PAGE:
Thursdays, 3:00 – 4:00 p.m.:
Beginning February 4, 2021
It’s cold. And dark. We’re tired. And so many things remain wildly uncertain and unpredictable. A few sure things . . . the sun rises and sets, the first day of spring is less than 2 months away, and humans can learn so much from the natural world about how to get through dark and cold times. Join us for reflection, practice, and conversation around how to deepen your relationship with nature in a way that supports you and the planet through the last weeks of winter hibernation. We will meet together weekly, leading up to the Spring Equinox.
- Give yourself an intentional pause for nourishment and reflection. This is not selfish! In fact, it allows you to better care for the people and places you love.
- Enjoy the camaraderie of a group of folks curious about well-being and nature.
- Practice specific exercises based in nature and neuroscience that increase resiliency, compassion, calm, connectivity, and appreciation.
- Embrace seasonality in a new way–explore what it could mean to be still and ‘hibernating’ in this time, and what you may want to intentionally nurture and grow as we move towards the spring thaw.
- Learn new ways to acknowledge the darkness and struggle of this particular time without going under.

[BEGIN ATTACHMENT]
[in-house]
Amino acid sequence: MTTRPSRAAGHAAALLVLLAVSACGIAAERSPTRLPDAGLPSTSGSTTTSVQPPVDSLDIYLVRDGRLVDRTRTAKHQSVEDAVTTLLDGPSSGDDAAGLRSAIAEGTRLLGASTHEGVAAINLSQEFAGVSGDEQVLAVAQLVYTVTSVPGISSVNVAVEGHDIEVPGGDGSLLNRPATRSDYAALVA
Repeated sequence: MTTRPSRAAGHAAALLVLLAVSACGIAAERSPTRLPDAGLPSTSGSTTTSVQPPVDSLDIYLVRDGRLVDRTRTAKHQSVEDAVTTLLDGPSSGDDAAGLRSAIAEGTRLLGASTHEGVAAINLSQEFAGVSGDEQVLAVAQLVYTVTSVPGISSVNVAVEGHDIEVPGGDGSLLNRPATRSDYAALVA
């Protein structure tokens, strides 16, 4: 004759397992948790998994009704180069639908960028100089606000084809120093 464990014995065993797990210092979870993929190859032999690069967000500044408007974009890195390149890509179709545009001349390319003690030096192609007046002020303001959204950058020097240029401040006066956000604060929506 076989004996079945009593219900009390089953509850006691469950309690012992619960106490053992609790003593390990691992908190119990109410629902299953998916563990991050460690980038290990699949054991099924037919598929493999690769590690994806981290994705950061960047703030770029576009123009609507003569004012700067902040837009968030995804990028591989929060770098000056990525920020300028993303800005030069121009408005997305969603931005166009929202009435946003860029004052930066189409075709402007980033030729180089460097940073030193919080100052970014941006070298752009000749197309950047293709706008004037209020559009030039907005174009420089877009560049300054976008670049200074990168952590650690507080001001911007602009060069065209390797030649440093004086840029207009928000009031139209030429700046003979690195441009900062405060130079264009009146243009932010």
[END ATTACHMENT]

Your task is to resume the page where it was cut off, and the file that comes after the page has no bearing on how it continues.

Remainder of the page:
- Discover deeper connections with the natural world.
- Expect opportunities for experiential practice, individual reflection, and sharing within the group (or smaller groups, depending on whole group size).
- We will meet weekly and our conversations will build on each other to some degree, but each week will be structured so that no prior attendance is necessary. Please feel free to join us as frequently as works for your schedule.
About Corie Washow
Corie Washow, LCPC-C, MSEd, has many years of experience and training in both social services and environmental education. In the past few years, she figured out how to combine the two by providing clinical mental health counseling with an ecotherapy foundation at Elemental Counseling in Freeport. Her office is on a tidal river and near several publicly accessible trails, all of which are deeply appreciated locations for working with clients. Corie lives in Durham with her partner, dogs, gardens, and countless wild creatures.
Both science and experience tell us that when humans are in relationship with the rest of nature, there are positive impacts. Stress and anxiety go down. Connectedness, awe, creativity, and wonder go up. The planet benefits from gentler and more respectful human action. Interaction with nature is always possible, even now, when so many things that once seemed certain are out of reach. Ecotherapy (reciprocal healing in relationship with the natural world) can help you and the earth move towards balance. Ecotherapy has a strong hold in parts of Europe and the West Coast of the US, but is in its infancy in our area. No experience or special skills necessary, just a sense of curiosity.